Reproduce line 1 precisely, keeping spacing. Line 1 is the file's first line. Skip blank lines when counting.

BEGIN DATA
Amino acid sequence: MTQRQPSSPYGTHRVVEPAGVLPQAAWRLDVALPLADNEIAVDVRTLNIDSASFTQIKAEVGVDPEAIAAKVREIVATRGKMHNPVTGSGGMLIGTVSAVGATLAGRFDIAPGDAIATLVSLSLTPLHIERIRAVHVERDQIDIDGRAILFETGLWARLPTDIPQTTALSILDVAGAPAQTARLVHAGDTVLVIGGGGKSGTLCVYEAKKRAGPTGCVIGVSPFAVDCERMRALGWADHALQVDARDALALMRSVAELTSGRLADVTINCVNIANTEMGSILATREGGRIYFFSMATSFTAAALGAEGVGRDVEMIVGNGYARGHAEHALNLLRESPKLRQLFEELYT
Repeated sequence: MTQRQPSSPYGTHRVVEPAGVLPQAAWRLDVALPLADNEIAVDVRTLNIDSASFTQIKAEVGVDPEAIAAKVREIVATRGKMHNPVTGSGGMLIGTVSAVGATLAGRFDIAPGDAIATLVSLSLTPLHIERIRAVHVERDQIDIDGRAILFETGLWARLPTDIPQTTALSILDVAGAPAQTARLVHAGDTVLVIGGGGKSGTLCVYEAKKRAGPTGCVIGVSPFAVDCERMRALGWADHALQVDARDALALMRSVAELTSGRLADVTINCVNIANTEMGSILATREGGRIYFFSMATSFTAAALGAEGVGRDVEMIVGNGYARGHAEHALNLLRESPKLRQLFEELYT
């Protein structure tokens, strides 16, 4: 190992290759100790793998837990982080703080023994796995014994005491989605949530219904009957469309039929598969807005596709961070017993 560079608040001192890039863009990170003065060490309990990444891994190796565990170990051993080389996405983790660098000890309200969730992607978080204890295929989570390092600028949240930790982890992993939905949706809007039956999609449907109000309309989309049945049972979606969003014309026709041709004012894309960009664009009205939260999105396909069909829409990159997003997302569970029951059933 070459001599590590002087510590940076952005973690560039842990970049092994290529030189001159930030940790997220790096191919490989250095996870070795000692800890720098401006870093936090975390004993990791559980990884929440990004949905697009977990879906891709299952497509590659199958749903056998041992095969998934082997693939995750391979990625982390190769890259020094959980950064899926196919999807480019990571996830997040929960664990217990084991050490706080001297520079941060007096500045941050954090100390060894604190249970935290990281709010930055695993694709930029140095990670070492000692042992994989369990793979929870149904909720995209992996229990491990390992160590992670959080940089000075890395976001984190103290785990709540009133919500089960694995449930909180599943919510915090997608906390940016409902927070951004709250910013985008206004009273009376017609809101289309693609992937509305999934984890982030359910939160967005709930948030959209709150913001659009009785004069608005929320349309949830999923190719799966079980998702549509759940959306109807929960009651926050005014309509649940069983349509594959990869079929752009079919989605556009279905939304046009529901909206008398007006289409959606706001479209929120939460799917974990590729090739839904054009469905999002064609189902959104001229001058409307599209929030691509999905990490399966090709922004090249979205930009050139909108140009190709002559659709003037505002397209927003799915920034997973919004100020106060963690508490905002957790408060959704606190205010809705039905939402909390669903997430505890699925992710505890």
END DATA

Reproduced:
Amino acid sequence: MTQRQPSSPYGTHRVVEPAGVLPQAAWRLDVALPLADNEIAVDVRTLNIDSASFTQIKAEVGVDPEAIAAKVREIVATRGKMHNPVTGSGGMLIGTVSAVGATLAGRFDIAPGDAIATLVSLSLTPLHIERIRAVHVERDQIDIDGRAILFETGLWARLPTDIPQTTALSILDVAGAPAQTARLVHAGDTVLVIGGGGKSGTLCVYEAKKRAGPTGCVIGVSPFAVDCERMRALGWADHALQVDARDALALMRSVAELTSGRLADVTINCVNIANTEMGSILATREGGRIYFFSMATSFTAAALGAEGVGRDVEMIVGNGYARGHAEHALNLLRESPKLRQLFEELYT